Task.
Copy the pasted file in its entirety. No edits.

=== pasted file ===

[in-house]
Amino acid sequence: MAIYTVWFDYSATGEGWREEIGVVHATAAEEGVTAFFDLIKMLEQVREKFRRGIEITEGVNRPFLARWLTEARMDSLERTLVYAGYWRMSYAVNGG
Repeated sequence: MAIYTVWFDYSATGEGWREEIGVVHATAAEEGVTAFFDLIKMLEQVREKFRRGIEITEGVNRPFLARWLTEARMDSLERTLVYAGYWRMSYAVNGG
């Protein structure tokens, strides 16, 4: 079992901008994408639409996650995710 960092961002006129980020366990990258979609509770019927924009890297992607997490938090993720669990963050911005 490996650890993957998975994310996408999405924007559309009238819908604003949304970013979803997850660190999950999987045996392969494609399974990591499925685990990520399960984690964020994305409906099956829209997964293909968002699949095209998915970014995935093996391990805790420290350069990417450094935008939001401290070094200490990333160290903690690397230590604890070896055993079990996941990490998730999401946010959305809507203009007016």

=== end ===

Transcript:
[in-house]
Amino acid sequence: MAIYTVWFDYSATGEGWREEIGVVHATAAEEGVTAFFDLIKMLEQVREKFRRGIEITEGVNRPFLARWLTEARMDSLERTLVYAGYWRMSYAVNGG
Repeated sequence: MAIYTVWFDYSATGEGWREEIGVVHATAAEEGVTAFFDLIKMLEQVREKFRRGIEITEGVNRPFLARWLTEARMDSLERTLVYAGYWRMSYAVNGG
């Protein structure tokens, strides 16, 4: 079992901008994408639409996650995710 960092961002006129980020366990990258979609509770019927924009890297992607997490938090993720669990963050911005 490996650890993957998975994310996408999405924007559309009238819908604003949304970013979803997850660190999950999987045996392969494609399974990591499925685990990520399960984690964020994305409906099956829209997964293909968002699949095209998915970014995935093996391990805790420290350069990417450094935008939001401290070094200490990333160290903690690397230590604890070896055993079990996941990490998730999401946010959305809507203009007016």